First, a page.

- If the debtor states that he/she is seeking debt advice and such advice cannot be obtained within the 30 days after their Reply is received, the creditor should wait and allow the debtor a reasonable period of extra time in order to obtain that advice; or
- If the debtor is willing to pay but requires time to pay, both parties will be expected to try to reach agreement on a repayment plan, based on the debtor's ability to pay. If the debtor's repayment proposal is unacceptable, the creditor should go back to the debtor giving reasons why that is the case.
5. Agreement reached – mission accomplished
If the Protocol process results in the parties reaching agreement in relation to the debt, its mission will have been accomplished.
A number of cases are likely to be resolved with the parties agreeing a payment plan to enable the individual to clear the debt.
Whilst the debtor complies with the payment plan, no proceedings should be issued. Where the debtor defaults on a payment plan more than 6 months after it was agreed, the creditor is expected to restart the Protocol process and follow it again.
Where the debtor defaults within the first 6 months of a payment plan having been agreed, the position is not completely clear. The Protocol states that the creditor does not have to send a new Letter of Claim in this situation "unless it requires updating". If the debtor has made some payments, the amount of the outstanding debt will have changed (and interest may have accrued) which arguably means that the Letter of Claim needs updating and so the Protocol process must be gone through again.
In our view, this seems unduly burdensome on the creditor, and creditors will need to take a view on their position on a case by case basis until we get clarity from the courts on what is expected of a creditor in this scenario. Beyond 1 October, creditors would be wise to agree regular (e.g. weekly or monthly) repayment instalments, so that if a debtor is going to default on the arrangement this will become evident at an early stage.
6. No agreement reached - "taking stock"
Where the parties engage in the Protocol process but fail to reach an agreement regarding the debt, both parties are required to take stock of their respective positions before proceedings are issued.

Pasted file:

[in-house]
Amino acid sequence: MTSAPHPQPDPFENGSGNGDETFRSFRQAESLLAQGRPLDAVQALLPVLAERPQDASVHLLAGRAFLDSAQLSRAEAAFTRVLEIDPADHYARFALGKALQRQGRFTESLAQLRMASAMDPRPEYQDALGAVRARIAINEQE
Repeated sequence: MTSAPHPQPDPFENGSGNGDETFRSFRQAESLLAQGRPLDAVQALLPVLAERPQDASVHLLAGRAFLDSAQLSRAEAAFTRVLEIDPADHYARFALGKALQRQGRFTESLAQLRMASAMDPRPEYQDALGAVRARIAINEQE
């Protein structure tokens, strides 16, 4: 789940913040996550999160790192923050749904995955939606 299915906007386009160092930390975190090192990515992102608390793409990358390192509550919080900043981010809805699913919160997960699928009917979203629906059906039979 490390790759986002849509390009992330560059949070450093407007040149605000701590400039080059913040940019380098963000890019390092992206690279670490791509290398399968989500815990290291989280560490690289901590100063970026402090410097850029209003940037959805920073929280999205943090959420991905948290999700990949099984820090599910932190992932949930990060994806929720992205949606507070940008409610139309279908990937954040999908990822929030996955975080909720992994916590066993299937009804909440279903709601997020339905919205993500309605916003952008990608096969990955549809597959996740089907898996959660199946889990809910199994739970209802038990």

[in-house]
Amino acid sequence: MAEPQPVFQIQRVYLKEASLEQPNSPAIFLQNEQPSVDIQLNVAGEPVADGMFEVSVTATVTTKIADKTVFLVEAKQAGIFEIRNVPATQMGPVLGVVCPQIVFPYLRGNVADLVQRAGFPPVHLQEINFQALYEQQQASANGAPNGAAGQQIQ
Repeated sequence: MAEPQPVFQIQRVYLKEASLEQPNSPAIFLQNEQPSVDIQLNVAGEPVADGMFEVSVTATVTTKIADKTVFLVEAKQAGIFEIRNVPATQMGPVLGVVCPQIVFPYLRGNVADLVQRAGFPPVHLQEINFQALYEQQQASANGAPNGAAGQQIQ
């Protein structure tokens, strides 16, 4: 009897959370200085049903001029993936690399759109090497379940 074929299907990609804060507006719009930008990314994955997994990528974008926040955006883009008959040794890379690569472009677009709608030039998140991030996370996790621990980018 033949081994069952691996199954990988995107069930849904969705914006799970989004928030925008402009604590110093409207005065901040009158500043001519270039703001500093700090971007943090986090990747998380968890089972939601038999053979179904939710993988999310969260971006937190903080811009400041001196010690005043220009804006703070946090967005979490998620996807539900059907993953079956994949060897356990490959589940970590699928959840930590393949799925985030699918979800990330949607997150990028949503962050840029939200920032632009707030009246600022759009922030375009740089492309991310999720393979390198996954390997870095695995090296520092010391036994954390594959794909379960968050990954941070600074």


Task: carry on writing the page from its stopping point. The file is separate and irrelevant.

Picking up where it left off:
In practical terms, this means that the creditor must give the debtor a further period of notice of at least 14 days of its intention to start proceedings. This period can be reduced in exceptional cases, e.g. where the limitation period is about to expire, and it remains to be seen what other circumstances the courts will be willing to treat as exceptional. If it looks as though a debtor is in serious financial difficulties and bankruptcy is a risk, would that be enough?
It is the clear intention that if the Protocol is followed properly, a large number of claims will be resolved one way or another without claims having to be issued through the courts. It should also help to rein in unduly aggressive behaviour by creditors. Objectively, that has to be good news.
For reasonable creditors who have generally tried to engage with debtors, however, the new pre-action process is likely to be a source of frustration. The pre-action process is now going to be longer and more onerous, and the Protocol gives a debtor the opportunity to 'play for time' by using the time periods set out in the Protocol to frustrate the process for as long as possible.
For businesses with large books of debts to collect, they will need to review their pre-action processes to ensure that from 1 October onwards, they achieve compliance with the Protocol whilst avoiding the process becoming overly protracted. This will involve incorporating the Letter of Claim into their process at a suitable early stage so that for Protocol purposes the clock starts to run at the appropriate time.
If you'd like to discuss the contents of this article, please get in touch with Steven Eccles.